8:20 PM. It’s possible that I’m transferring some of my own tiredness — I didn’t sleep well last night — to that of the President. Chris Matthews thinks he merely saw (apropos) seriousness on the President’s countenance rather than wariness, as did a couple of my commentors. Still, the fact that the most memorable moment of the presser was Obama’s testy and sarcastic reply to Ed Henry is a reflection of the lack of real news generated tonight.
Personally, I was hoping that Obama would be probed in a bit more depth about the specifics of the Geithner plan. But — and this is not meant in a bad way — that’s not the real area of expertise of the people in the room, and some of the folks who plausibly might have been exceptions (the reporters from the Wall Street Journal and Bloomberg, for instance) weren’t offered the opportunity to ask questions.
8:00 PM. I thought Obama closed relatively strongly there. He certainly seems highly engaged by the challenges of the moment (as one hopes that any President would be), even if he’s a bit worn by them. But there’s a seed of something else too: he’s motivated to prove his doubters wrong. One needs to remember that Obama was always more of a counter-puncher than a brawler during the campaign.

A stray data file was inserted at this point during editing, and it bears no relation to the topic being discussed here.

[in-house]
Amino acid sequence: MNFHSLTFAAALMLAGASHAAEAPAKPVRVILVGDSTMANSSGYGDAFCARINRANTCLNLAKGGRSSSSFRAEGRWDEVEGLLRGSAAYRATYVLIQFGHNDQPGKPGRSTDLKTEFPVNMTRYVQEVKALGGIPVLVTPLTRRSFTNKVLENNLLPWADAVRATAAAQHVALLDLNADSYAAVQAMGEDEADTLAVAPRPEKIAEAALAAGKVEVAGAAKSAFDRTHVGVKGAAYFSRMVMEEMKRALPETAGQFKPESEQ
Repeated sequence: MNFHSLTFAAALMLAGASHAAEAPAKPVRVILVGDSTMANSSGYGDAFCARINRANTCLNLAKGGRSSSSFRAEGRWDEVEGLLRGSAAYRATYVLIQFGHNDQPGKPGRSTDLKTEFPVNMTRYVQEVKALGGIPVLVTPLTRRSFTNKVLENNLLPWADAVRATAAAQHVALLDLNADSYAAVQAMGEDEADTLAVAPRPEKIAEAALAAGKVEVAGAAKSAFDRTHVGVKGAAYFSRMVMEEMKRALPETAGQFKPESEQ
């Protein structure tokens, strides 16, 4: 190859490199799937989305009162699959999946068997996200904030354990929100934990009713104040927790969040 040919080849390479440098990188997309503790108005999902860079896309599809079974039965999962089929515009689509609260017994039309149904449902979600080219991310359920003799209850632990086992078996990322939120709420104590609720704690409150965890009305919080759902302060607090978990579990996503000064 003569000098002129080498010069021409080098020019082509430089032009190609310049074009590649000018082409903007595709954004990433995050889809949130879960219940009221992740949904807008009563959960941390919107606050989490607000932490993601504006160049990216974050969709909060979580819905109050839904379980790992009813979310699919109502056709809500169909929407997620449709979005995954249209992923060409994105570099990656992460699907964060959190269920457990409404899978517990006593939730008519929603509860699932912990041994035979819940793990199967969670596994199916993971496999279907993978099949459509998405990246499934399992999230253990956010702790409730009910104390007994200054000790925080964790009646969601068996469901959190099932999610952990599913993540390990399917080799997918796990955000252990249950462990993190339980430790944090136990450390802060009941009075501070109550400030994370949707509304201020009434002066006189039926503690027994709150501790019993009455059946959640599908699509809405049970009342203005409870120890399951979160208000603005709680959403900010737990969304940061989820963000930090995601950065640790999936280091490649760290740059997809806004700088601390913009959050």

7:51 PM. Although, on second thought, he sounded like he was about ready to fall asleep when that Washington Times guy asked his follow-up on stem cells.
7:47 PM. I don’t know what this means, but Obama is clearly more comfortable taking questions from some of he less-heralded members of the media than from the Big 4 (Tapper, Reid, Todd, Garrett).
7:37 PM. That was Ed Henry’s most embarrassing moment since the gum-throwing incident, although also not one of the President’s better moments.
7:27 PM. The MSM takeaway on this, among other things, is likely to be that Obama seems tired and weary, although I don’t think that should be mistaken for a lack of self-assurance.
7:20 PM. Granted, they’re not nearly as important as Jake Tapper, but what would this press conference look like if Obama were taking questions from a room full of 100 economists?